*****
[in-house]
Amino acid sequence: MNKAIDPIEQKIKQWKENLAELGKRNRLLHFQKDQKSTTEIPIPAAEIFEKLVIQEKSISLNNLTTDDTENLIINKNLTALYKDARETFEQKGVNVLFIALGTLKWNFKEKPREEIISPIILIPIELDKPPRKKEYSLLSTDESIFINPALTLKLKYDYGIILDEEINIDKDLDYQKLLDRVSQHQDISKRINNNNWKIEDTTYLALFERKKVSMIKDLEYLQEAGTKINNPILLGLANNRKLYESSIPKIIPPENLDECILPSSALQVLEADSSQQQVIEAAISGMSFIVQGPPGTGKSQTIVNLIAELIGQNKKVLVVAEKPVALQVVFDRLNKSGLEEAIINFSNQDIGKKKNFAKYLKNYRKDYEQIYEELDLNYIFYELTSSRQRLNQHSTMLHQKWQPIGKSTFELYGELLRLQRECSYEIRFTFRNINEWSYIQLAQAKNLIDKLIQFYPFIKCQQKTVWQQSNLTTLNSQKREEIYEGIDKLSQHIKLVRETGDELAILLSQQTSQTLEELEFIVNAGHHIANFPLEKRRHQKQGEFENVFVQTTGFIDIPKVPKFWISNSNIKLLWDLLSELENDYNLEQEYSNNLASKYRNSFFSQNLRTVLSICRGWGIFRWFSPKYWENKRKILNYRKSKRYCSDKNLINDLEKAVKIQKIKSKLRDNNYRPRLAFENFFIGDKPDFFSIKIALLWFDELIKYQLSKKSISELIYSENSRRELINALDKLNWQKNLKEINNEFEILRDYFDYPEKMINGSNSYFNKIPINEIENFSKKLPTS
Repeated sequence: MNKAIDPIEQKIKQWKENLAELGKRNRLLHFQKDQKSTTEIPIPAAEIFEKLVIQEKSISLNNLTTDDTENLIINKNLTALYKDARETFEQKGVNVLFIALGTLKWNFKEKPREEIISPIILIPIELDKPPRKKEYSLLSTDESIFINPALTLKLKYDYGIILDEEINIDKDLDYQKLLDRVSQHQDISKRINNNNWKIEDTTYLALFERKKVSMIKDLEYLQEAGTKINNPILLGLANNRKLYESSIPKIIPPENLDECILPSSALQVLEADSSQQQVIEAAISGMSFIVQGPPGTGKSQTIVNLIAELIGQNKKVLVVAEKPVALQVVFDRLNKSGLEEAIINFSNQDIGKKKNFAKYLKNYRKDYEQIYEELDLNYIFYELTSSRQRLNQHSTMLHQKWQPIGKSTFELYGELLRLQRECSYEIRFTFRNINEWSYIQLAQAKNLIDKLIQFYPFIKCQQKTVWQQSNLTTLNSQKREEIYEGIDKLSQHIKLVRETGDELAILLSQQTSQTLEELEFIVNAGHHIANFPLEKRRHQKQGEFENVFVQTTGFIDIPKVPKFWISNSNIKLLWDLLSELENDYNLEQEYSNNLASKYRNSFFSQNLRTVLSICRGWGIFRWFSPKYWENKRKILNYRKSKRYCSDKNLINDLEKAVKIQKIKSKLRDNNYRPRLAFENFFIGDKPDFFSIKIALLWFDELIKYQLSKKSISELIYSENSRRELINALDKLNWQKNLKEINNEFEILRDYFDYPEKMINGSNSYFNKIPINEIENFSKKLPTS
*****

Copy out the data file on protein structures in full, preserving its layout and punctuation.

[in-house]
Amino acid sequence: MNKAIDPIEQKIKQWKENLAELGKRNRLLHFQKDQKSTTEIPIPAAEIFEKLVIQEKSISLNNLTTDDTENLIINKNLTALYKDARETFEQKGVNVLFIALGTLKWNFKEKPREEIISPIILIPIELDKPPRKKEYSLLSTDESIFINPALTLKLKYDYGIILDEEINIDKDLDYQKLLDRVSQHQDISKRINNNNWKIEDTTYLALFERKKVSMIKDLEYLQEAGTKINNPILLGLANNRKLYESSIPKIIPPENLDECILPSSALQVLEADSSQQQVIEAAISGMSFIVQGPPGTGKSQTIVNLIAELIGQNKKVLVVAEKPVALQVVFDRLNKSGLEEAIINFSNQDIGKKKNFAKYLKNYRKDYEQIYEELDLNYIFYELTSSRQRLNQHSTMLHQKWQPIGKSTFELYGELLRLQRECSYEIRFTFRNINEWSYIQLAQAKNLIDKLIQFYPFIKCQQKTVWQQSNLTTLNSQKREEIYEGIDKLSQHIKLVRETGDELAILLSQQTSQTLEELEFIVNAGHHIANFPLEKRRHQKQGEFENVFVQTTGFIDIPKVPKFWISNSNIKLLWDLLSELENDYNLEQEYSNNLASKYRNSFFSQNLRTVLSICRGWGIFRWFSPKYWENKRKILNYRKSKRYCSDKNLINDLEKAVKIQKIKSKLRDNNYRPRLAFENFFIGDKPDFFSIKIALLWFDELIKYQLSKKSISELIYSENSRRELINALDKLNWQKNLKEINNEFEILRDYFDYPEKMINGSNSYFNKIPINEIENFSKKLPTS
Repeated sequence: MNKAIDPIEQKIKQWKENLAELGKRNRLLHFQKDQKSTTEIPIPAAEIFEKLVIQEKSISLNNLTTDDTENLIINKNLTALYKDARETFEQKGVNVLFIALGTLKWNFKEKPREEIISPIILIPIELDKPPRKKEYSLLSTDESIFINPALTLKLKYDYGIILDEEINIDKDLDYQKLLDRVSQHQDISKRINNNNWKIEDTTYLALFERKKVSMIKDLEYLQEAGTKINNPILLGLANNRKLYESSIPKIIPPENLDECILPSSALQVLEADSSQQQVIEAAISGMSFIVQGPPGTGKSQTIVNLIAELIGQNKKVLVVAEKPVALQVVFDRLNKSGLEEAIINFSNQDIGKKKNFAKYLKNYRKDYEQIYEELDLNYIFYELTSSRQRLNQHSTMLHQKWQPIGKSTFELYGELLRLQRECSYEIRFTFRNINEWSYIQLAQAKNLIDKLIQFYPFIKCQQKTVWQQSNLTTLNSQKREEIYEGIDKLSQHIKLVRETGDELAILLSQQTSQTLEELEFIVNAGHHIANFPLEKRRHQKQGEFENVFVQTTGFIDIPKVPKFWISNSNIKLLWDLLSELENDYNLEQEYSNNLASKYRNSFFSQNLRTVLSICRGWGIFRWFSPKYWENKRKILNYRKSKRYCSDKNLINDLEKAVKIQKIKSKLRDNNYRPRLAFENFFIGDKPDFFSIKIALLWFDELIKYQLSKKSISELIYSENSRRELINALDKLNWQKNLKEINNEFEILRDYFDYPEKMINGSNSYFNKIPINEIENFSKKLPTS